Wednesday, May 9, 2012

Haters Gonna Hate (And That's a Good Thing)

I touched upon this issue when I was writing about the Huggies "Dad Test" fiasco, but since the exact same themes are coming up again as I work on this campaign against Kraft's MilkBites commercials, I thought it deserved some more focused attention.

I've been involved in enough online campaigns involving media content to speak fairly confidently about the universality of this phenomenon. Whenever you see a problematic message and call attention to it, there are going to be people who feel compelled to disagree with you.

Don't get me wrong. I'm okay with people disagreeing with me. I've learned a lot from people who disagree with me, but only when they do so with actual arguments. If you have a legitimate point about why an interpretation of a piece of media may be biased, inaccurate, or incomplete--by all means--share it. And there are some people who do that, but the vast majority of the detractors do not. Instead they respond with one of the following dismissals:
I'm a ________ and I'm not offended, so it's not offensive or (even worse) I know a _______ and s/he's not offended, so it's not offensive. 
With Huggies, a lot of women responded to complaints about the sexist commercials that disparaged dads' ability to parent with something like "My husband thinks these commercials are funny, so I don't know what's wrong with you people who are so offended." With the MilkBites campaign that uses stereotypes about biracial people, someone told me "I'm the biracial son of a biracial man, and I don't find this offensive at all."

Look, offensiveness is not determined by an individual's response. A campaign's potential to offend is determined by an analysis of how a variety of audiences will receive the message, and that means considering things from multiple viewpoints. While you as an individual have every right to your reaction, your individual reaction doesn't speak for the message's reception as a whole, and it doesn't negate someone else's.

Can't you people find something real to worry about
Like what? Telling people on the internet that they care too much? Would that be a better use of my time? This is dismissal, pure and simple. People are capable of caring about more than one cause at a time, and just because this isn't your primary cause doesn't mean that you should try to stop other people from caring about it. There's plenty of passion to go around. Furthermore, just because you don't see the value in the end result doesn't mean it isn't there. For many of us, media messages are the foundation of the way our perceptions about the world are shaped. We often see combatting negative stereotypes in these subtle forms to be a direct way to combat larger, more systemic forms of inequality. In short, this is something real.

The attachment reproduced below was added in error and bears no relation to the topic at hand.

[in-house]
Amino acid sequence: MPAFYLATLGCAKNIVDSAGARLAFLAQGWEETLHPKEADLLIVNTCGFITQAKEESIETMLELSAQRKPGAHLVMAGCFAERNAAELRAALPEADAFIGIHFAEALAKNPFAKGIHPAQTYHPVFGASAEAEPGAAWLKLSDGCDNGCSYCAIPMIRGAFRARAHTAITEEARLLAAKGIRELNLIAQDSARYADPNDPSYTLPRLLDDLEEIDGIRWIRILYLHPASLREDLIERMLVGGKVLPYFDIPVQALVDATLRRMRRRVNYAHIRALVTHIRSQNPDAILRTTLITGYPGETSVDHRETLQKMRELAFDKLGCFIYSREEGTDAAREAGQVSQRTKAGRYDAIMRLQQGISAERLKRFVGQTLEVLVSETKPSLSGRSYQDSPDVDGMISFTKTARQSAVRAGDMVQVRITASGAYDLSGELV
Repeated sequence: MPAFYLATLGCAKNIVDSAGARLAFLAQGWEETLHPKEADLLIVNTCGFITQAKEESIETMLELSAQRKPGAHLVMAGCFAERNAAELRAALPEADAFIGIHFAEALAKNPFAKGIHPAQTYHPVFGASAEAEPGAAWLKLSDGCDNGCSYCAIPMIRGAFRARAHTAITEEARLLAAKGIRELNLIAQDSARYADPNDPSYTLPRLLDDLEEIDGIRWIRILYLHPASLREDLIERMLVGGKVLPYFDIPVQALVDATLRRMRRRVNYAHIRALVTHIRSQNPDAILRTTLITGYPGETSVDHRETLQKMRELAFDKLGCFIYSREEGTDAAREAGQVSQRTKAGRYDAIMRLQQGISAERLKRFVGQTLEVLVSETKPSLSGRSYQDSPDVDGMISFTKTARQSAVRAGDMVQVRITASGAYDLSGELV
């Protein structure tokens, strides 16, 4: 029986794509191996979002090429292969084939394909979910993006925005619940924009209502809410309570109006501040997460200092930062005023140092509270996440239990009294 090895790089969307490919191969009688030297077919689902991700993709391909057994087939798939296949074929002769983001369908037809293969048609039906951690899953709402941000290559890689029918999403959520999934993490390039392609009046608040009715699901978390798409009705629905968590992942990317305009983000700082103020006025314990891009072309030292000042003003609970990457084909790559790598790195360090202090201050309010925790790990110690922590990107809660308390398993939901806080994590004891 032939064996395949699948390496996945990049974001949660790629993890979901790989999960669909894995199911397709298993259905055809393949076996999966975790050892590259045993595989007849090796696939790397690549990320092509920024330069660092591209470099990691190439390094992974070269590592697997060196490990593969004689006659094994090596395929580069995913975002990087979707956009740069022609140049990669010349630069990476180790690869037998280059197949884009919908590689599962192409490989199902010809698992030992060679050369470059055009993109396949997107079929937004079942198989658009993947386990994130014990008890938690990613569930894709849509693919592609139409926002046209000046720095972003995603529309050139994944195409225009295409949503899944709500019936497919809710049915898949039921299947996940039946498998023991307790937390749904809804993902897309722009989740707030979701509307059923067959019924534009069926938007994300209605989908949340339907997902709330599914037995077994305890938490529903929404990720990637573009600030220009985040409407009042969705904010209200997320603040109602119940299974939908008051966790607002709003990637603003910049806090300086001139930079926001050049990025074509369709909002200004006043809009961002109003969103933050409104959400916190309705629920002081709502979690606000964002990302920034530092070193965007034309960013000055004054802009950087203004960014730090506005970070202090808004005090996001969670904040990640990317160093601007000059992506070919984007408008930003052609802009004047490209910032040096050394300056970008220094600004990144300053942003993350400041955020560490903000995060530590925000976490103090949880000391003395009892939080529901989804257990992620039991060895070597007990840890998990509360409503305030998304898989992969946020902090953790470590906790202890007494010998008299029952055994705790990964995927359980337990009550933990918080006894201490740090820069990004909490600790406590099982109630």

It's just a ____________ (commercial, movie, magazine ad, song, etc.)
There is no "just a" text. They are all interconnected and part of the fabric that makes up the way we view the world. The average American teen consumes 10 hours and 45 minutes of media a day. Media has an impact, and ignoring it is shortsighted and dangerous.


But I've said all that before. What working on this MilkBites campaign has taught me is that it's actually a good thing that those people come and say those dismissive things. Here's why. 

A campaign like this usually starts small. One or two people write a blog post and post their concerns on the company's social media sites. The company probably responds with a form response, polite but dismissive and vague. 

But once the movement starts growing, the company tends to stop responding. Maybe they're having some frantic PR meetings to figure out their next move, maybe they just figure it's best not to fan the flames. Whatever the case, when the company falls silent, it can be a hit to the motivation of the protesters. When there isn't a clear fight to be had, it's hard to keep people passionate. 

In come the haters. When these people start with their dismissive, often rude and inflammatory comments (for instance, I've been told to jump off a building because I'm ruining America with my PC-ness and that I'm the "racist" for seeing racism), protesters find a renewed source of energy. Suddenly, the "enemy" (and I use this term loosely, because I truly don't think that these people are enemies, but it fits into a combative narrative) is easy to see. There's something to "win" now. 

Even if the protesters don't directly engage with these commenters (though they often do), I think that the comments give them a sense of why they are protesting to begin with. If you truly see a piece of media as damaging to the collective social fabric, there's nothing more convincing than watching people turn into profanity-laden jerks to try to defend it. Maybe before you were questioning your own cause. "Is this worth it? Does it matter?" you might ask yourself. But now, right in front of your eyes, you have proof that there are people who don't understand the message in the campaign or (worse yet)  understand it and are working to keep it in place. Now you have something to fight for. 

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